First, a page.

JS: Everyone, however, if we're going to try and fix the biggest problem it is the defense. Look, the offense is going to have its ups and downs with Hunt throwing to a bevy of average WRs and a new offensive coordinator. But, this defense hasn't been very good this season and there's no excuse for it considering the DL is better than we originally thought it would be and the linebacking corps is pretty talented. Understanding the secondary has been pretty bad, but there's some talent back there with Brandon Reddish, Wayne Morgan and Durell Eskridge. How this defense is so bad after we promoted last year's DC to head coach is a big mystery to me.

JC: Hi, coaching staff! The decision to go with a 3-4 was awful, especially down a starting linebacker. The gameplan on offense seemed balanced at first, until you look at how quickly we went pass-happy. Of course, the kids on the field are ultimately going to determine whether a gameplan works, but it's the coaching staff's job to figure that out. If not beforehand (which happens), then during the game, at least. After spending the first half getting lapped by Tech, they failed to make a single adjustment and the rout just continued.

Should we start getting concerned about Terrel Hunt now?

TIS: No, if only because he's still the best we have at the position, and I can't worry about him when there are other things that are bigger issues for this team. We've seen Amazing Terrel and Bad Terrel... there's a mid-point in there somewhere and I hold out hope we'll see it over the final third of the season.

MM: Absolutely we should be concerned about Hunt's performance. He has been terrible the last three outings, no question about it. In fact, if Hunt was originally named the starter for the season, the last few weeks would have most certainly led to his benching. And the only reason he isn't going to be benched is because Drew Allen has already had a shot and didn't earn the position. I still have no doubt Hunt can develop into a quality quarterback, but at some point soon he will have to start making some plays. (I do want to point out that both Hunt's and Allen's struggles are also due to the lack of production from the wideouts. So while I am stating the obvious issues with Hunt, his lagging play isn't totally on him. Really, a quarterback to succeed this season for Syracuse would have to be dynamic and experienced, something not on this roster.)

JS: I am not really concerned with Hunt, though, he did hint after Saturday's loss he is losing some confidence and if that is the case I am a bit worried. I think Syracuse offense will win with Hunt if it stay within its game plan which is to have him use his legs to make big plays, complete a few passes to open up the run and let Jerome Smith and Prince-Tyson Gulley make the big plays. As I said earlier, if you go back and check SU's first few drives of the games they weren't awful, two of them both moved the ball inside GT territory. It was the dumb penalties by the offensive linemen that forced the Orange out of FG range or disrupted the rhythm. This offense isn't going to put up huge numbers and I am fine with that because this style can win games. But, he will not win if the defense is getting smoked and the Orange are committing back-breaking penalties.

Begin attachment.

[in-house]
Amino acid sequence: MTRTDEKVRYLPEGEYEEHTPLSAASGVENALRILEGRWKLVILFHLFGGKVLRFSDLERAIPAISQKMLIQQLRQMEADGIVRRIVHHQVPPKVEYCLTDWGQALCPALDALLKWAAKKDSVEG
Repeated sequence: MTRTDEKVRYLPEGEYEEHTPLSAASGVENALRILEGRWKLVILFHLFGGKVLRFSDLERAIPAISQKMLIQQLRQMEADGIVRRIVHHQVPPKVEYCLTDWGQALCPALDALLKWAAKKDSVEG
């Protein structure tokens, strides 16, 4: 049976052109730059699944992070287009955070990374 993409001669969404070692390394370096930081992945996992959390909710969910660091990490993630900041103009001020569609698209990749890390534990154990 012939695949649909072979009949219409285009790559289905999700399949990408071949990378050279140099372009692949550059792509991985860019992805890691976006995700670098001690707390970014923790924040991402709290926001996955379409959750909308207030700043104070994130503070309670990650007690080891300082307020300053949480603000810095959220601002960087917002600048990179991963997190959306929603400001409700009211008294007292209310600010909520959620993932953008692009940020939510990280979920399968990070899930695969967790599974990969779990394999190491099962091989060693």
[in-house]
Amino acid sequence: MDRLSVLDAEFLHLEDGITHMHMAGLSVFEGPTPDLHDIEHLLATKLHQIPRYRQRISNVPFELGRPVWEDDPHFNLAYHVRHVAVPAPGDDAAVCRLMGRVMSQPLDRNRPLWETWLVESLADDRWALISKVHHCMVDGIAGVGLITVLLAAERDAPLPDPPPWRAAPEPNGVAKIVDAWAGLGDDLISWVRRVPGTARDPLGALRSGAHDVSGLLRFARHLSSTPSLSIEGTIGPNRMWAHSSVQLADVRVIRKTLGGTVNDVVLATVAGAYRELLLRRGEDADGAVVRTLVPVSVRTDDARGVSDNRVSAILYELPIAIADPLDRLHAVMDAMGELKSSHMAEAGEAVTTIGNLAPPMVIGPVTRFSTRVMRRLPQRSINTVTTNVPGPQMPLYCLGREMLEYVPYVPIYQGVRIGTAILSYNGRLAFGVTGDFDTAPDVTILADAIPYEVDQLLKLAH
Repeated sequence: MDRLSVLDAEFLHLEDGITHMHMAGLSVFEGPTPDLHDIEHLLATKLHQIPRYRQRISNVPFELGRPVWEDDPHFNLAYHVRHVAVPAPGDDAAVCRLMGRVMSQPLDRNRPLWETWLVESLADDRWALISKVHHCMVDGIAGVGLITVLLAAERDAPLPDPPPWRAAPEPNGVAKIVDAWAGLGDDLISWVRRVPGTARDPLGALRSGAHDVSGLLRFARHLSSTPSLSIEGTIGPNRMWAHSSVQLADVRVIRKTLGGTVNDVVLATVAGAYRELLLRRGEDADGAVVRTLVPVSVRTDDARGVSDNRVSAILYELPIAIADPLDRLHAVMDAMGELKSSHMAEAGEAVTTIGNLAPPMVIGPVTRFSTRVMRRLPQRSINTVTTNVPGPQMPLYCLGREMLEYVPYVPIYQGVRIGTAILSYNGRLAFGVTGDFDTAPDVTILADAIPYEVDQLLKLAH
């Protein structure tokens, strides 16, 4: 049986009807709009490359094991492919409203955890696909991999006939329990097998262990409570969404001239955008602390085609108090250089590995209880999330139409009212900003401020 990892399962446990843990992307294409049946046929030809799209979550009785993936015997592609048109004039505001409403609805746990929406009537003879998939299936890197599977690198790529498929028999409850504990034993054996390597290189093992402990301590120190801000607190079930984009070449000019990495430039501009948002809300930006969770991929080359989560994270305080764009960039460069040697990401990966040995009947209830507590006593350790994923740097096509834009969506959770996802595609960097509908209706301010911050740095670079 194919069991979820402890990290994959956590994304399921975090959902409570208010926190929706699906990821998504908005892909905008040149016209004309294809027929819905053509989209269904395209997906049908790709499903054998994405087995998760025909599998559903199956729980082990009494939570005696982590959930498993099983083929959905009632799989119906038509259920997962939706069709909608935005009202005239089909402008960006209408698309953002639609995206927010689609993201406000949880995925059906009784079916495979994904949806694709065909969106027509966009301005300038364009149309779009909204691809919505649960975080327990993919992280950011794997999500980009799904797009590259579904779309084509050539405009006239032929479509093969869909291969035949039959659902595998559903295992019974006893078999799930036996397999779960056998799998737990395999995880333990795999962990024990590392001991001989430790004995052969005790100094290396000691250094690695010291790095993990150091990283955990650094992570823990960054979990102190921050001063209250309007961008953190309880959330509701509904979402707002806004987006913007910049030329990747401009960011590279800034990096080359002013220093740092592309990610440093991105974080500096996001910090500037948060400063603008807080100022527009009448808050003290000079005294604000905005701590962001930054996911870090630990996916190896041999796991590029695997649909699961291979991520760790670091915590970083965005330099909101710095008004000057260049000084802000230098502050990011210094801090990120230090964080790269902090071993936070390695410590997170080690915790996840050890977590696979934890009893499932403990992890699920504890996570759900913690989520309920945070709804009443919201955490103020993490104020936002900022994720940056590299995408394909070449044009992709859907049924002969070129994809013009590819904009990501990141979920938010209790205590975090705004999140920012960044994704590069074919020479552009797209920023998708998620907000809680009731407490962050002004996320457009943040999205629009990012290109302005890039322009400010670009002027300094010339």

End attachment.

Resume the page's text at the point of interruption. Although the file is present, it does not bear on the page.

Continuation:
JC: Yes, I am concerned -- even more so because we've hitched our wagon to Hunt at this point, so it's not like there's another option either. Every week, his passing seems to get worse, his confidence goes down and the interceptions go up. When we're fully committed to running the ball, sure, it seems like a less dire situation. But you can't pass the ball as inefficiently as we have these past few weeks and expect to win many games. He's not "in trouble," though the past three games have certainly reminded us he's a work in progress and we might need to scale back expectations. Agree with Jared that the loss of confidence is disconcerting.

I want to talk about something else... Give me your thoughts on FSU's win over Clemson

TIS: Please allow me to assume the fetal position as I answer this... Simply awesome. Like Jon Bones Jones awesome. There are a few games in each season when an elite team simply puts all the factors together (talent, game plan, emotion, execution) and becomes some unstoppable force. Clemson is an extremely, extremely good team, and they had no answer for FSU on either side of the football.